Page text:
Mercedes motorsport boss Toto Wolff sees no need for major worry at his team on the back of the return of its tyre struggles in the German Grand Prix
The Brackley-based outfit appeared to have got on top of its degradation problems when Nico Rosberg delivered victories in the Monaco and British Grands Prix.
However, both Rosberg and team-mate Lewis Hamilton suffered a return of its woes at the Nurburgring last weekend, highlighting just how much work the team still needs to do.
And matters are further not helped by the fact that Mercedes cannot try out Pirelli's new tyres that will be used from the Hungarian Grand Prix because of its ban from next week's young driver test.
Wolff is calm about the situation though, and thinks things are not as bad as some have suggested.
"Germany was not a huge disappointment, it was just disappointing," Wolff told AUTOSPORT.
"It is not nice to see a car which won seven days before not performing in the same way - going from a top car back to a midfield performance.
"But we know the car is pretty quick. A car doesn't deteriorate in just seven days."
NO BIG RETHINK NEEDED
Wolff thinks the fact that the car is still proving fast - albeit unable to get the best out of the tyres in hot races - shows that the problem is one that can be cured by hard work rather than the need for a wholesale rethink.
"It highlights that we have to put our heads together," he said. "I think we have pretty intelligent people and we have to get on top of the problems."
Mercedes had hoped for a late reprieve to at least try out the Hungarian tyres at Silverstone, but it now looks almost certain that it will not be allowed.
Wolff says his team accepts the non-running at Silverstone will be a hindrance, but thinks that his engineers should make the most of the extra time at the factory to keep working on solutions.
"Obviously it is always a disadvantage if you can't test," he said. "But we knew where we were, and we have to stick to the best possible thing we can do. At least we get three days of thinking now."
Formula 1’s latest Imola adventure turned into an expensive trip for many teams due to several crashes throughout the weekend. While balancing the books is an added factor in 2021 with the cost cap, a few midfield teams have cashed in early on development investments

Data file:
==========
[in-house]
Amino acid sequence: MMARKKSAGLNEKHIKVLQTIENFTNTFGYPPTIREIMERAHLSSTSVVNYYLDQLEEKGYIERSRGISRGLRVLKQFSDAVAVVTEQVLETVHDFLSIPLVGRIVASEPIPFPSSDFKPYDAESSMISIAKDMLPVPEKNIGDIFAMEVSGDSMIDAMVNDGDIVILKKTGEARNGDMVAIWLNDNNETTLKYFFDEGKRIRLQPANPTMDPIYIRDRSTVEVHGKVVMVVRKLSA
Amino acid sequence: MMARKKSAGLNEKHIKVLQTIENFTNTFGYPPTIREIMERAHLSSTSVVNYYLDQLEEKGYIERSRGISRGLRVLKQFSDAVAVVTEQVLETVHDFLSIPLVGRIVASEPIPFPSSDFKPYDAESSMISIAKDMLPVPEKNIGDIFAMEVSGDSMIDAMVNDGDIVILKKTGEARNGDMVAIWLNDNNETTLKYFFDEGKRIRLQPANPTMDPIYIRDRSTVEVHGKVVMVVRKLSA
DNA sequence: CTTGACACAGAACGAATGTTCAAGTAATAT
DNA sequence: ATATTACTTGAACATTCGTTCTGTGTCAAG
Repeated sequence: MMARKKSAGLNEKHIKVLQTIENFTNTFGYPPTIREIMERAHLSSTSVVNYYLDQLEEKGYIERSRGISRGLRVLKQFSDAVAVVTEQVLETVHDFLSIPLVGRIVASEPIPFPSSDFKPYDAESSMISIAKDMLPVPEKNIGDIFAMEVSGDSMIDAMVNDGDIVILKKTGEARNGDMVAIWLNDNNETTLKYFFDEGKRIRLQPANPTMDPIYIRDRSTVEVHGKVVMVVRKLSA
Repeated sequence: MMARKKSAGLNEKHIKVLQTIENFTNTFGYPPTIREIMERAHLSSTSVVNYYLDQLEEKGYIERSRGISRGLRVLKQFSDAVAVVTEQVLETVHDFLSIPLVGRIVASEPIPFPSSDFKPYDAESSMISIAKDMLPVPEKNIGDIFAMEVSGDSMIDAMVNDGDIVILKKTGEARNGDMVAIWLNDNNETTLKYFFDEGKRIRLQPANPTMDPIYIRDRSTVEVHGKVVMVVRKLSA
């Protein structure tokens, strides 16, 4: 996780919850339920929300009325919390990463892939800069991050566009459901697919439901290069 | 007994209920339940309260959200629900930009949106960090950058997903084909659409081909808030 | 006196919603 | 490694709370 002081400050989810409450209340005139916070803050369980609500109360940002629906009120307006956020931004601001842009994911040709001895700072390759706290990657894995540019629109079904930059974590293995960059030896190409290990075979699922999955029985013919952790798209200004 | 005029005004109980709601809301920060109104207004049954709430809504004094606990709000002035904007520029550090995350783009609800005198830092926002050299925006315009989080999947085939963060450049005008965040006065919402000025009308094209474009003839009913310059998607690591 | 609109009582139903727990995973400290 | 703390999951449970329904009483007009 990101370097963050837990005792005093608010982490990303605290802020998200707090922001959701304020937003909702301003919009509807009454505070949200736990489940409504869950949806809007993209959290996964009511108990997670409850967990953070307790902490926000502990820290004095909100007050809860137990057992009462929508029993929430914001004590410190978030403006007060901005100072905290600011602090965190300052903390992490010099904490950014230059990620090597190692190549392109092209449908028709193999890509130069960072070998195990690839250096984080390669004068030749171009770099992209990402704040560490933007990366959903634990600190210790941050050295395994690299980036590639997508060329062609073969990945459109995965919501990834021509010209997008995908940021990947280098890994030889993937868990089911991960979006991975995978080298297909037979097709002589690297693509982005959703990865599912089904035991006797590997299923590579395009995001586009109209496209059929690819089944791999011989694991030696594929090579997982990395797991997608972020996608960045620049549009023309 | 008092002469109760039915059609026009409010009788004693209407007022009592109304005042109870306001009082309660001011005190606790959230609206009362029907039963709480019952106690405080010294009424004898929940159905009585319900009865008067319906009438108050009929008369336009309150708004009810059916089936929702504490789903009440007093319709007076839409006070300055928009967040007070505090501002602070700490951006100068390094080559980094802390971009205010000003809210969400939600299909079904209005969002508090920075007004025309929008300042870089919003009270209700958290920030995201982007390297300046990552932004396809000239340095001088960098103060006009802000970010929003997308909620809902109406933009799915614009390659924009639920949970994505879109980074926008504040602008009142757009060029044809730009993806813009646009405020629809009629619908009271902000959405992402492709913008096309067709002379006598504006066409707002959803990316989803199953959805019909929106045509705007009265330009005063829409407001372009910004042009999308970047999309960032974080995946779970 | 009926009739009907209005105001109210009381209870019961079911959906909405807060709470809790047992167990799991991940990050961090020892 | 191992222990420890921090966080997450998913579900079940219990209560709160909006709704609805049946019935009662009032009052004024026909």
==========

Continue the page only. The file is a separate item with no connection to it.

Rain before the start of the Emilia Romagna Grand Prix promised to spice up the action, and the race certainly delivered on that. Max Verstappen got the best launch to win from Lewis Hamilton, but both got away with mistakes that could have had serious consequences
The Formula 1 world reacted with surprise when it learned Lewis Hamilton’s long-awaited new Mercedes deal guarantees his presence on the grid only until the end of 2021. Both parties claimed publicly they were happy with the arrangement but, asks MARK GALLAGHER, is there more to it than that?
Driver-turned-DJ Jaime Alguersuari lost his love for motorsport when he was booted out of Formula 1 just as he was starting to polish his rough edges. Having drifted from category to category then turned his back on racing altogether in 2015, he’s come full circle and is planning a return in karts for fun
While Mercedes struck back against Red Bull by topping the times at Imola on Friday ahead of the Emilia Romagna Grand Prix, the overall picture remains incredibly close. Despite having a possible edge this weekend, the reigning Formula 1 world champion squad is not taking anything for granted...
Mercedes may find itself leading the drivers' and constructors' standings after Lewis Hamilton's victory in the Bahrain Grand Prix, but it is well-aware that it came against the odds, with Red Bull clearly ahead on pace. Here's what the Brackley team must do to avoid its crown slipping